So far, Cruz has only offered praise for the process and its outcomes. “One of the reasons I believe the discussions in the Senate are productive is the conversation has focused on how do we lower premiums,” he told reporters Monday.
He later said: “One of the reasons this process has worked well is you have not had senators drawing lines in the sand and litigating specific pieces of policy in public and through the press.”
On Thursday, Murkowski’s comments on healthcare didn’t sound good for leadership.
When asked if she had confidence she could eventually support a bill,
She also wouldn’t commit to supporting a phase-out of Medicaid expansion’s enhanced federal funds, even if it was a seven-years long transition supported by other moderate members. She also wouldn’t say if she supported a faster or slower phase-out.
“My position on Medicaid expansion and my support for it hasn’t changed,” Murkowski said.
she wouldn’t vote to eliminate Medicaid expansions dollars if the Alaska Legislature wanted to keep them and wouldn’t vote to defund Planned Parenthood (which the House bill does).
Collins is one of the most moderate members of the Senate Republican conference — and leadership will really need to retain her vote if two conservatives oppose the bill.
She voted against the reconciliation bill President Obama vetoed in 2016 because she couldn’t support defunding Planned Parenthood. Last month, she reiterated her uneasiness with the concept.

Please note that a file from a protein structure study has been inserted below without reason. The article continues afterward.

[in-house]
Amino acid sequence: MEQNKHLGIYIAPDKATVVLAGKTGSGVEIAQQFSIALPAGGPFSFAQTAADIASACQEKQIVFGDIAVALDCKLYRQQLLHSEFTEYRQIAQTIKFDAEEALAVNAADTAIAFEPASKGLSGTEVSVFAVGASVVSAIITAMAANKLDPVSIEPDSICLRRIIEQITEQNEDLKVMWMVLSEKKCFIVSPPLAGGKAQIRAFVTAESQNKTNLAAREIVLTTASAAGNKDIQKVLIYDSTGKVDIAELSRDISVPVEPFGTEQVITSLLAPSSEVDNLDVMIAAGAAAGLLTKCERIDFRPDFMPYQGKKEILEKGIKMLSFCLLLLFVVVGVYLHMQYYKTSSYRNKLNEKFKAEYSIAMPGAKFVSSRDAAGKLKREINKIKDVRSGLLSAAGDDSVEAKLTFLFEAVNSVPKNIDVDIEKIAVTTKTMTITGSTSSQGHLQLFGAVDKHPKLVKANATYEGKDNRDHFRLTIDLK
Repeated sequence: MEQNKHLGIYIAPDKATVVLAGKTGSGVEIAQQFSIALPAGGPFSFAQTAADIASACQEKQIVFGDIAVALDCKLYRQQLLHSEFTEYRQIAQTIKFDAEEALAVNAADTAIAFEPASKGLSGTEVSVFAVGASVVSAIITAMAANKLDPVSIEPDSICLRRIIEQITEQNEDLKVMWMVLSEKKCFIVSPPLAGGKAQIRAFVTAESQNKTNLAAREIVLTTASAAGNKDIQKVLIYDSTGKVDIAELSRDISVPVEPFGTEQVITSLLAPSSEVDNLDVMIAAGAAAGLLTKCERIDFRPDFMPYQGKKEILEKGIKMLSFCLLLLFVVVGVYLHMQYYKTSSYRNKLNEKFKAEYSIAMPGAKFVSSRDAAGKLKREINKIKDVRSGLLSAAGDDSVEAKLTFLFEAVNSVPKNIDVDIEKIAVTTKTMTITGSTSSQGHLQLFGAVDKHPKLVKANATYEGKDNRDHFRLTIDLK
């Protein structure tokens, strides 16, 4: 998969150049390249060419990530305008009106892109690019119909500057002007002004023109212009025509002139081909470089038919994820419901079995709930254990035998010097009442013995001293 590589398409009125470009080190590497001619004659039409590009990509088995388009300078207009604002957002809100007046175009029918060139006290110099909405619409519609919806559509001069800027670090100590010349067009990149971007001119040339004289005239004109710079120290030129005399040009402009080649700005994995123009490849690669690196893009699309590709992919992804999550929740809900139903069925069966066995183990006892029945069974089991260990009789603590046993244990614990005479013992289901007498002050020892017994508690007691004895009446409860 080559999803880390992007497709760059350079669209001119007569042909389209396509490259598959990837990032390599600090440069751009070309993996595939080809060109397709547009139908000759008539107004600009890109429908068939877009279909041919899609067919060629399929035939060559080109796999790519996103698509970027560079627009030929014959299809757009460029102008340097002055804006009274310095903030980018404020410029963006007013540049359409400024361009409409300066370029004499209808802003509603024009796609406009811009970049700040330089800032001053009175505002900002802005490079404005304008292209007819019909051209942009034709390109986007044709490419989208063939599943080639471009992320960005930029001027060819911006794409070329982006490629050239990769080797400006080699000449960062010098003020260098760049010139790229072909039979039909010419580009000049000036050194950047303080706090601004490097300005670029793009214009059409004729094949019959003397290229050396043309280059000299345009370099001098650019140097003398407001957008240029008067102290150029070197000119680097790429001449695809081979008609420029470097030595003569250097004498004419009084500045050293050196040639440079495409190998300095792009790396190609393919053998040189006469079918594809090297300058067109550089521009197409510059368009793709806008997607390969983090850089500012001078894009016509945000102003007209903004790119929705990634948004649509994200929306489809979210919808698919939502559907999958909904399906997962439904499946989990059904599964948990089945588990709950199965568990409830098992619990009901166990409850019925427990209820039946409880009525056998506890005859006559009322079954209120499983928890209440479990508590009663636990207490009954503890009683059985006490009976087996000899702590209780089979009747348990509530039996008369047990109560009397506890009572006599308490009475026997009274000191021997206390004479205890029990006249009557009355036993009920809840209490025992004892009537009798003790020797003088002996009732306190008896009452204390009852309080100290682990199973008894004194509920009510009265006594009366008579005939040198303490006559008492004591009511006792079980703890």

“It’s not the only issue in this huge bill. But I certainly think it’s not fair and it is a mistake to defund Planned Parenthood,”
In general, Collins has sounded an optimistic note.
“The Republican leader has given us an outline of the Senate bill and it is clear that it is far superior to the House bill,” she said Monday, “but we obviously don’t know the details, and the details really matter when you’re talking about healthcare reform.”
Heller is facing one of the toughest reelection campaigns in 2018.
It’s easy to imagine the attack ads he’ll get if he votes for a bill resulting in Nevadans losing their health insurance. But if he opposes the measure, conservative groups are sure to flog him for failing to live up to the Republicans promise to repeal-and-replace ObamaCare.
It’s hard to predict what Heller will do.
Nevada is a Medicaid expansion state, and Heller favors a seven-year phase out of ObamaCare’s extra federal funds. This contrasts with , who wants to keep the Medicaid expansion.
Additionally, Heller recently said he doesn’t like the controversial waivers included in the House bill to get hardline conservatives on board.
The waivers let states opt out of core ObamaCare insurance provisions, such as requiring insurers to cover a list of services and preventing carriers from charging sick people more money. The Senate might let states opt out of the essential health benefits but not community rating.
Sens. (Ohio) and (W.Va.)
Both Portman and Capito come from Medicaid expansion states that have been some of the hardest hit by the opioid epidemic.
The two have proposed phasing out enhanced federal funds for Medicaid expansion over Leadership has proposed a three-year transition.
To win over Portman and Capito, leadership might need to offer some sort of compromise.
Both will probably want more money to help curb the opioid epidemic, is the single largest payer for behavioral health services, such as substance use disorder treatment. Senators are examining providing $45 billion over 10 years for opioids, Capito has said.